• pp

    The book that I have read (and re-read) more than any other is Jane Austen’s PRIDE AND PREJUDICE. I started reading this masterpiece just over two decades ago and have never stopped loving the text.  This book uniquely captures my attention, tempting me away from reading all the other new, shiny books from the library’s “new” bookshelves. Such is my love for this book that I not only revisit Elizabeth and Mr. Darcy’s story in the original form—but I also read all the various (many) retellings that are published. Here’s a list of my five favorite Pride and Prejudice re-makes.

    1EPIC FAIL
    by Claire LaZebnik
    (2011)

    This young adult retelling has a flair for drama and wit—just like many high school relationships—fitting for fans of a high school Elizabeth and Darcy.  

    2THE MAN WHO LOVED JANE AUSTEN
    by Sally Smith O’Rourke
    (2006)

    One part time-travel, one part contemporary fiction, and one part historical fiction, this story truly questions just who Mr. Darcy could be and what truly is the power known as love.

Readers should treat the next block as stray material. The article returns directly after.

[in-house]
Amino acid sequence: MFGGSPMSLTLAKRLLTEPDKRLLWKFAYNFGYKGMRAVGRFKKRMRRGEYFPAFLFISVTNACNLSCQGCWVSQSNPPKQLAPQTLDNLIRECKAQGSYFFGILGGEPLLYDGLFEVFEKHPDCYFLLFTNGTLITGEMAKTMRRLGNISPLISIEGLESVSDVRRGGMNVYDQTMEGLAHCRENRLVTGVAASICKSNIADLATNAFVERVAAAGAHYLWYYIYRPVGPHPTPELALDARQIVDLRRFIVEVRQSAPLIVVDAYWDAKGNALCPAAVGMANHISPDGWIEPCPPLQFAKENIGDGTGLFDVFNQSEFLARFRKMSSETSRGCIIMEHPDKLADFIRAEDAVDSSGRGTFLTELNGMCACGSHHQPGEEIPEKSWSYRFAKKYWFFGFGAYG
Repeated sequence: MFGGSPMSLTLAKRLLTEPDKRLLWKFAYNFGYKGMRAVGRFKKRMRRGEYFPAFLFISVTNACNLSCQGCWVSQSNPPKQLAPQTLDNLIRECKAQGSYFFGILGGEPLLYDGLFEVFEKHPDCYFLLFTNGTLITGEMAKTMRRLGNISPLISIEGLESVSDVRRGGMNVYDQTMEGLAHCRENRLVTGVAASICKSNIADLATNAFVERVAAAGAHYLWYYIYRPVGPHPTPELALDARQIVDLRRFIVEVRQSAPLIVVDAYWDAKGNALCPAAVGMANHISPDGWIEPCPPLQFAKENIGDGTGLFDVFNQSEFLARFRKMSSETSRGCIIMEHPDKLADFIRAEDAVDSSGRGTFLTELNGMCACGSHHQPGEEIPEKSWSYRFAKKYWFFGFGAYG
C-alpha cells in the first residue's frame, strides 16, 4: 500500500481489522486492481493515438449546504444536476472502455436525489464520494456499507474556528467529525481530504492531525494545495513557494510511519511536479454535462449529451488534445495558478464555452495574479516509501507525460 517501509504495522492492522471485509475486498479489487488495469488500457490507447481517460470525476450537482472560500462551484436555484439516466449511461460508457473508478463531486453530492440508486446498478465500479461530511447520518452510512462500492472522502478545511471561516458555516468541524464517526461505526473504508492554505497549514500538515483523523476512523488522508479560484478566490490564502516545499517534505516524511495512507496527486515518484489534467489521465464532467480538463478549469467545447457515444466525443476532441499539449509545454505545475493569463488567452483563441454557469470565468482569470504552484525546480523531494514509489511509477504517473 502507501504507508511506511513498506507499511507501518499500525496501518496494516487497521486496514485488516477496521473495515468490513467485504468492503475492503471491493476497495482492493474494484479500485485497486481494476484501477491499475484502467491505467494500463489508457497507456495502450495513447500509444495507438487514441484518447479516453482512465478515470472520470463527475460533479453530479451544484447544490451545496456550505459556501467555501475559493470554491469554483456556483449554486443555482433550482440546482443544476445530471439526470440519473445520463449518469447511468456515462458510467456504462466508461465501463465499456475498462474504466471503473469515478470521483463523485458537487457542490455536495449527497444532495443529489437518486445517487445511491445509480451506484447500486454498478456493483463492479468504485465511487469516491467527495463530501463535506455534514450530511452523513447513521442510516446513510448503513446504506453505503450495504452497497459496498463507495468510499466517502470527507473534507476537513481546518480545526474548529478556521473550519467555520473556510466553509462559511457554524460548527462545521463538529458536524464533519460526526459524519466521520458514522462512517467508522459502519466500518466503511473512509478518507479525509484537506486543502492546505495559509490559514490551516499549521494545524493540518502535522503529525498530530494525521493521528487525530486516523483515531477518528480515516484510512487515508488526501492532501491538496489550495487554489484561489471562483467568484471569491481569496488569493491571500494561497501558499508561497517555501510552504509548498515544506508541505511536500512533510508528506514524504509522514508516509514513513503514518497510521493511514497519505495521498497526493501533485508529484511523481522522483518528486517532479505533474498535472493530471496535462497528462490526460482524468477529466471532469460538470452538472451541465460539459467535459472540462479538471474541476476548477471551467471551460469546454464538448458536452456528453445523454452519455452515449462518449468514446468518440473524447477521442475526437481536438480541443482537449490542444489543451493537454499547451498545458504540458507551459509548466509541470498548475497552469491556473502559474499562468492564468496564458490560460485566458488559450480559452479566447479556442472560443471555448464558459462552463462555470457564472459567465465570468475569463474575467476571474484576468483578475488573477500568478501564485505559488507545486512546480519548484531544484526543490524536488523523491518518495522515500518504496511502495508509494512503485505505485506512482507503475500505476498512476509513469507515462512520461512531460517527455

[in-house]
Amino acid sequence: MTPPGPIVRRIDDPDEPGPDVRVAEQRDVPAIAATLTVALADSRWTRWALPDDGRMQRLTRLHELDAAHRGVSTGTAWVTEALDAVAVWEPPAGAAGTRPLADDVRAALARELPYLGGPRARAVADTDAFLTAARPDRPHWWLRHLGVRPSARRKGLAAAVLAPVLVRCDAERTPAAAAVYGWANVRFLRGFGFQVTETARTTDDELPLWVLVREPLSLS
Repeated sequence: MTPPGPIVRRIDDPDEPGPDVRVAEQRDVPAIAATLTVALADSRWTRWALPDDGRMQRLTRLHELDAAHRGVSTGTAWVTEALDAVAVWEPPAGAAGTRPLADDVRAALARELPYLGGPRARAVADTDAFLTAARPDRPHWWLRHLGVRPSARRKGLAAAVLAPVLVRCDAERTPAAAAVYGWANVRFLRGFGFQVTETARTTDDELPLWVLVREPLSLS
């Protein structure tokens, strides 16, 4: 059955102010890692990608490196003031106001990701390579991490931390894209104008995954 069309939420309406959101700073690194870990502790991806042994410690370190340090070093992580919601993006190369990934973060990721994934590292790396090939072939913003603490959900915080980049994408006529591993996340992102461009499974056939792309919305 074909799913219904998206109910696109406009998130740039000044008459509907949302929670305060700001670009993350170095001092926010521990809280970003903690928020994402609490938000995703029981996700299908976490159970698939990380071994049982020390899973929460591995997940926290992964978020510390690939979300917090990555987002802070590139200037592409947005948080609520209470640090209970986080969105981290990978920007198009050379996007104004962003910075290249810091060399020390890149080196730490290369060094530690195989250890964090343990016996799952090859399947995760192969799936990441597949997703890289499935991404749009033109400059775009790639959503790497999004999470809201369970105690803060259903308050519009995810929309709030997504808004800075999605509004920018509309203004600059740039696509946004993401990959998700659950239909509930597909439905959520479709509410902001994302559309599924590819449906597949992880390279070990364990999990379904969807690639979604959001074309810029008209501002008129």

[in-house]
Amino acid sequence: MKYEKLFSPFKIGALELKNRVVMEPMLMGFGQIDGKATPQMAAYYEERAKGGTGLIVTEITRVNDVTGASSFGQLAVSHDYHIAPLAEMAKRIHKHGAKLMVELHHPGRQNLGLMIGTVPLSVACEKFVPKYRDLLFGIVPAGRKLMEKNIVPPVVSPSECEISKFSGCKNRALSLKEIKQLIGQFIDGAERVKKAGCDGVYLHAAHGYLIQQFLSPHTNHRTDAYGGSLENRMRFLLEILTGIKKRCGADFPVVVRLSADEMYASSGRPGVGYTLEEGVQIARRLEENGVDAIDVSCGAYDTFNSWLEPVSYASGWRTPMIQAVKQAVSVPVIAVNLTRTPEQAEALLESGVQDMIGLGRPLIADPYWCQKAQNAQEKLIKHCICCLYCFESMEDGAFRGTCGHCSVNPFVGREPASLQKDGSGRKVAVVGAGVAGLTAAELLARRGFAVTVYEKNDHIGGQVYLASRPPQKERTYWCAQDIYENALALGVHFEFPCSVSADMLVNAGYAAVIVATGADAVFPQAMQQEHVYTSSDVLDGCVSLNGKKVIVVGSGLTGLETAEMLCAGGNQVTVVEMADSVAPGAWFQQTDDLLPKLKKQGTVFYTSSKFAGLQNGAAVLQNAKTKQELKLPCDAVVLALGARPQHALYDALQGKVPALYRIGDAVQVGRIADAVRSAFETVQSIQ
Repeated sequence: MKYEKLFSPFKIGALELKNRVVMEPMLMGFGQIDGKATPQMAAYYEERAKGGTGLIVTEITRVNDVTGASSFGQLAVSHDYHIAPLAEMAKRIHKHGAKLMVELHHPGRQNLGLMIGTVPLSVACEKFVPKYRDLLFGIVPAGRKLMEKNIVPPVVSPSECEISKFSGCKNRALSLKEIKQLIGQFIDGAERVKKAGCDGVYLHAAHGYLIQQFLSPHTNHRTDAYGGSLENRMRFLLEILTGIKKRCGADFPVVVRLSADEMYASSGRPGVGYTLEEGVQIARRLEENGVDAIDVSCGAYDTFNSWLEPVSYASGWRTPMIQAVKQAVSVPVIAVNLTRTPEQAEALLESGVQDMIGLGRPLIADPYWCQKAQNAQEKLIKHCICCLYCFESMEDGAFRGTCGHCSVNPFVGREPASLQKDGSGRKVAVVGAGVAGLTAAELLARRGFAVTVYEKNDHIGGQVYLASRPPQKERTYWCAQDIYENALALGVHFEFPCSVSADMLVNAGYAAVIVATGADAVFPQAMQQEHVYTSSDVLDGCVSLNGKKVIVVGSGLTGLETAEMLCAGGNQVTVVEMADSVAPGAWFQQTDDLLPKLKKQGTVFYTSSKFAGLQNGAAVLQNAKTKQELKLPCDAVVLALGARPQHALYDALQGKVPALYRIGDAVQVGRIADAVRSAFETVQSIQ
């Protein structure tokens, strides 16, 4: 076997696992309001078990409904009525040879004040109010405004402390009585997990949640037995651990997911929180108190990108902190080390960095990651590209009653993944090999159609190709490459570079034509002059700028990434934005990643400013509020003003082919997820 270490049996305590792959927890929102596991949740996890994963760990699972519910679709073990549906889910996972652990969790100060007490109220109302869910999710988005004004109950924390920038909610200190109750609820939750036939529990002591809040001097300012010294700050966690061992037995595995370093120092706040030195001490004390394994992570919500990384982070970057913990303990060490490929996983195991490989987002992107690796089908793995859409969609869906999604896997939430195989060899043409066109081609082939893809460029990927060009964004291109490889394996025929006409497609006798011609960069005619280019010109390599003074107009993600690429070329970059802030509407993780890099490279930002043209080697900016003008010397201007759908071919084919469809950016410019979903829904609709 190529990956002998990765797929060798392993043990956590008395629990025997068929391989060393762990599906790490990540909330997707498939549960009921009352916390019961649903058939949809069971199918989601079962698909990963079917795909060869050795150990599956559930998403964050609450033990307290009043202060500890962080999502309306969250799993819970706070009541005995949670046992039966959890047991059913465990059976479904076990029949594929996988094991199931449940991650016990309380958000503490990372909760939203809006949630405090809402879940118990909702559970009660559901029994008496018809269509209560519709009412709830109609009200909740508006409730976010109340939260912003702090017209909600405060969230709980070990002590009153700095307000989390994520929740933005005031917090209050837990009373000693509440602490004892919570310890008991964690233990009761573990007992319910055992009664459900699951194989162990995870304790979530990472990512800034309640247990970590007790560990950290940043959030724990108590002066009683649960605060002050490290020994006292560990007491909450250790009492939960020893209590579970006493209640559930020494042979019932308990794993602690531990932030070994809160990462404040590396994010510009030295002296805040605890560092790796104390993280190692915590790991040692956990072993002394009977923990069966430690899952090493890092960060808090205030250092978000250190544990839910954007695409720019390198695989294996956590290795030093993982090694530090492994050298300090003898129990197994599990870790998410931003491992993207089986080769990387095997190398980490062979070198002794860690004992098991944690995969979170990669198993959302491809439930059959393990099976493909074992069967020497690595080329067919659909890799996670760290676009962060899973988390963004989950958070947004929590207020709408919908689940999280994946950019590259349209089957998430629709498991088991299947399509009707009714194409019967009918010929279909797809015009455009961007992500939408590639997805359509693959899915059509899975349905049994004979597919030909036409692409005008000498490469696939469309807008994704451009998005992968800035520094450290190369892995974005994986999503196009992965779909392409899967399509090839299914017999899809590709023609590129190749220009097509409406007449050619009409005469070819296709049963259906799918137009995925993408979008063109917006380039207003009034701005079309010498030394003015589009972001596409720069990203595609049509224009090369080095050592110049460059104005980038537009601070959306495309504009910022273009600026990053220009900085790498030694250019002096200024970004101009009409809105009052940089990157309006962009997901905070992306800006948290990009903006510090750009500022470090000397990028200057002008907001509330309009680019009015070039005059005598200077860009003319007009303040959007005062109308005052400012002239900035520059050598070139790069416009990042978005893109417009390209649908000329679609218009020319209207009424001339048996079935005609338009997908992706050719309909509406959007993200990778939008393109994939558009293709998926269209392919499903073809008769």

3AN ASSEMBLY SUCH AS THIS: A NOVEL OF FITZWILLIAM DARCY, GENTLEMAN
    by Pamela Aidan
    (2003)

    Jane Austen does a fantastic job of letting readers know what is going through Elizabeth Bennet’s head. Aidan takes the events of Austen’s novel and shows what might have happened through Darcy’s perspective.  

    4ME AND MR. DARCY: A NOVEL
    by Alexandra Potter
    (2007)

    Since Emily has had it with modern-day romance,  she plans for an Austen-inspired guided tour of Europe to see if she can fall in love with the fictional Mr. Darcy.    

    5AUSTENLAND 
    by Shannon Hale
    (2007)

    Thanks to a wealthy relative’s bequeathment, Jane heads off to a regency-inspired home to “pretend” to live her Jane Austen-dream. But is period-life all that it is cracked up to be?